If Congress fulfills the service branches’ wishes, F-35 procurement will rise from 65 under the Biden FY 2023 budget request to 80 – the latter figure only five fewer F-35 aircraft than what was approved for FY 2022. So much for scaling back on the F-35 program.

Other major UPL requests include KC-130J logistics aircraft for the Navy (three aircraft at $446.2 million) and Marines (two aircraft at $252.9 million), two E-2D aircraft for the Navy at $399.9 million, modernized Abrams tanks for the Army at $592 million, and EC-37B electronic warfare aircraft for the Air Force at $978.5 million.

Congress and the military have been going through the UPL exercise – and, in fact, Congress has been increasing UPL requirements for the military – for years now. The practical impact of UPLs is that they give lawmakers an easy blueprint for increasing the military’s budget, a favorite practice of hawkish Republicans and Democrats alike no matter who is president.

UPLs helped inform Congress’ $27 billion plus-up to the military’s budget in FY 2022, and the following chart demonstrates how that one-time plus-up has reset the military’s baseline budget for years to come. Whereas before the $27 billion plus-up – and other important developments, such as inflation – DoD had planned for their FY 2023 budget to settle at $731 billion, rising to $788 billion in FY 2027, now DoD plans for a $773 billion budget in FY 2023 and a staggering $828 billion budget in FY 2027.

Expect FY 2023 UPLs – and lawmakers’ regular efforts to increase the defense budget – to set this baseline even higher again next year.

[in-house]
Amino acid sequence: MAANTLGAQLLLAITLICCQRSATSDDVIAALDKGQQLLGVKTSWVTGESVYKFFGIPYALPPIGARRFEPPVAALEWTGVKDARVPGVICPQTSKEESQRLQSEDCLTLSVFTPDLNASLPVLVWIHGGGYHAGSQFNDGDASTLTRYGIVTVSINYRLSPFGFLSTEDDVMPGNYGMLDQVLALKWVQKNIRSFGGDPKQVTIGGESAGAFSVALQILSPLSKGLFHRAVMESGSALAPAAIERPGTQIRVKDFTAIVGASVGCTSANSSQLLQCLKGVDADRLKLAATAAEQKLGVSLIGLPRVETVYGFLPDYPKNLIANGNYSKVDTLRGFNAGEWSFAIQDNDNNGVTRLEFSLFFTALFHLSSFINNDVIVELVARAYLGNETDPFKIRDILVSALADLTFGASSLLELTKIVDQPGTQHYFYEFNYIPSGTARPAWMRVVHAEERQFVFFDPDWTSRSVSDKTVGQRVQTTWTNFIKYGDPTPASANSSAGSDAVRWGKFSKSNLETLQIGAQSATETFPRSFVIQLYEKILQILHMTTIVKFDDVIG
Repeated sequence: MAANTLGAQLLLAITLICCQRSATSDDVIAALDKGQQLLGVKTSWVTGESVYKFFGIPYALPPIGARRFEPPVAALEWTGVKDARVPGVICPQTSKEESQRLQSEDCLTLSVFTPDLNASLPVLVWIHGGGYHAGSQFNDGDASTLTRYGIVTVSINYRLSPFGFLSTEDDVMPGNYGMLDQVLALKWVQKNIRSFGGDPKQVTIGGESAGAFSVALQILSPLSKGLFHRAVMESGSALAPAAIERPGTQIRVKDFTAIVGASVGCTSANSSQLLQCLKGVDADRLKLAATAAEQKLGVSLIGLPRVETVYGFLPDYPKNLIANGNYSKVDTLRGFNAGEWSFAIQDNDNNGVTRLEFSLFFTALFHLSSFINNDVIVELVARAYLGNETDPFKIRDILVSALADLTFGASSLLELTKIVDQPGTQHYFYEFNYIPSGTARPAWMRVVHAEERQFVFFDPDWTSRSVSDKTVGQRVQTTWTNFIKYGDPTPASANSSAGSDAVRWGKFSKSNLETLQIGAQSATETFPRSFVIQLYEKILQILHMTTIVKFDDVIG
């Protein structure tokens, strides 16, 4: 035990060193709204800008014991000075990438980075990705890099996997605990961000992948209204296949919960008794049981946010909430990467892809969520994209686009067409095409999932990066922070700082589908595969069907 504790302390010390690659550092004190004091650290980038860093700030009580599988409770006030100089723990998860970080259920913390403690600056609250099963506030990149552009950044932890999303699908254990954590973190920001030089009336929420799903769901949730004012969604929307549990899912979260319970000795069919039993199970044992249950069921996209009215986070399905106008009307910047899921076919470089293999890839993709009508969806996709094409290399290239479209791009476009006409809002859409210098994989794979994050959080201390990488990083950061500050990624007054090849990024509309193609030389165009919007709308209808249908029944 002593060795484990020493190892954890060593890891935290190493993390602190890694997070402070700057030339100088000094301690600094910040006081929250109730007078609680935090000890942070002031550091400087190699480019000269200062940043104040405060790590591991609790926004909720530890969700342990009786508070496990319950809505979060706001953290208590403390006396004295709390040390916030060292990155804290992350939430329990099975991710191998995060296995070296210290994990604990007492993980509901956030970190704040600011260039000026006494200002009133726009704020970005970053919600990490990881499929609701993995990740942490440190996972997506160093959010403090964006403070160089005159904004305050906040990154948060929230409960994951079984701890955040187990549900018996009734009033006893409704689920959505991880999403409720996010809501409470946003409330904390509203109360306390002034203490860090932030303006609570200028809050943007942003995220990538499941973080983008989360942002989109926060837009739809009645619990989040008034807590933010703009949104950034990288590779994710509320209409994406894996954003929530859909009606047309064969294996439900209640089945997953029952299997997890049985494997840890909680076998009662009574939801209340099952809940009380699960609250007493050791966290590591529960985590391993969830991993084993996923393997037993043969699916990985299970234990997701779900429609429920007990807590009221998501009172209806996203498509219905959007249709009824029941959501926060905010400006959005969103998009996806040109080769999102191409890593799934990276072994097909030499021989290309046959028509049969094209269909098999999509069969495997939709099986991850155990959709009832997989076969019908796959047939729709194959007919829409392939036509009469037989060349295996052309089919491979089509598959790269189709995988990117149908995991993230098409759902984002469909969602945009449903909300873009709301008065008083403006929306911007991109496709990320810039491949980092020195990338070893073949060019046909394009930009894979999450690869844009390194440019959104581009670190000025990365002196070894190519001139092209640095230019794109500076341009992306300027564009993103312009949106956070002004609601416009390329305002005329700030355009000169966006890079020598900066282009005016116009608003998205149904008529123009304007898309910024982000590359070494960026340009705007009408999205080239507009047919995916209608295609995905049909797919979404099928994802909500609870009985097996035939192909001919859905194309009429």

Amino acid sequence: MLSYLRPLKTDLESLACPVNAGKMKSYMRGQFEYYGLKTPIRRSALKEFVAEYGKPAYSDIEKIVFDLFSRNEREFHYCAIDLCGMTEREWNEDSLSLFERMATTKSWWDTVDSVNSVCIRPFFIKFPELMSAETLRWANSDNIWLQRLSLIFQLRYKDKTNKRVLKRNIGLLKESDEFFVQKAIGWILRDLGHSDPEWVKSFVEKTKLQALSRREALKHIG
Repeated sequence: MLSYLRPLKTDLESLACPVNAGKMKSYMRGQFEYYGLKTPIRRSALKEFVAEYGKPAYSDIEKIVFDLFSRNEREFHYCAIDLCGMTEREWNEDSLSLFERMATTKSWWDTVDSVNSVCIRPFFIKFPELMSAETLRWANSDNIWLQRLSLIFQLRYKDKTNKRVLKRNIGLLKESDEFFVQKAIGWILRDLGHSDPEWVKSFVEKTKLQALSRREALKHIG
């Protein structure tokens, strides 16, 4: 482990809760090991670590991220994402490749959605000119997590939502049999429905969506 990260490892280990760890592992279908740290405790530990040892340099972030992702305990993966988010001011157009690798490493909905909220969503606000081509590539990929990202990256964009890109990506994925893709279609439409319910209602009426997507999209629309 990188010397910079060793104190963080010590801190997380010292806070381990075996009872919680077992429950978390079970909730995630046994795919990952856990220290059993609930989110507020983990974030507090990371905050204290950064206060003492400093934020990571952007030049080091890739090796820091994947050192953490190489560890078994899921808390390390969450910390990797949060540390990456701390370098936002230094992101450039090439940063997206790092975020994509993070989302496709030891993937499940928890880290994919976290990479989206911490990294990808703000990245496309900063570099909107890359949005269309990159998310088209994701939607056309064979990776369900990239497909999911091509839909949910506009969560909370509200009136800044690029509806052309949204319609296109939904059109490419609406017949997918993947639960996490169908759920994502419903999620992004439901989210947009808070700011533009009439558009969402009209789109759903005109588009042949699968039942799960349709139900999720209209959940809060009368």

NTU has previously outlined actions Congress can take to cut back on these wasteful and often rubber-stamped increases to the defense budget:

  • Repeal Congressional requirements to create UPLs: NTU does not expect that repealing the requirements will end UPLs once and for all, but we do believe that it would cut down on wasteful requests.
  • Require consistency and transparency in the reporting of unfunded priorities requested and fulfilled by Congress: As noted above, NTU and other taxpayer advocates have to rely on often-paywalled news and individual investigations to obtain UPLs. These requests should be public and listed in one place. The lawmakers in charge of authorizations and appropriations should also make a habit of reporting, in one place, which unfunded priorities they actually fulfill on a year-to-year basis.
  • Ask the military to include potential offsets or budget savings to their unfunded priorities requests: If UPL items are truly “priorities,” as the term implies, then the military branches or combatant commands should be able to identify wasteful spending elsewhere in the nearly $800 billion budget – or long-term programs that DoD could scale back on – that would offset the cost of fulfilling their unfunded “priorities.”

NTU and other civil society organizations have asked Secretary of Defense Lloyd Austin to take a leadership role in asking the service branches and combatant commands to cut back on their UPL requests. Nothing is preventing these components from doing what U.S. Strategic Command just did by telling Congress that “USSTRATCOM does not have any unfunded requirements to provide for your consideration.”

[1] Bloomberg Government content is behind a paywall.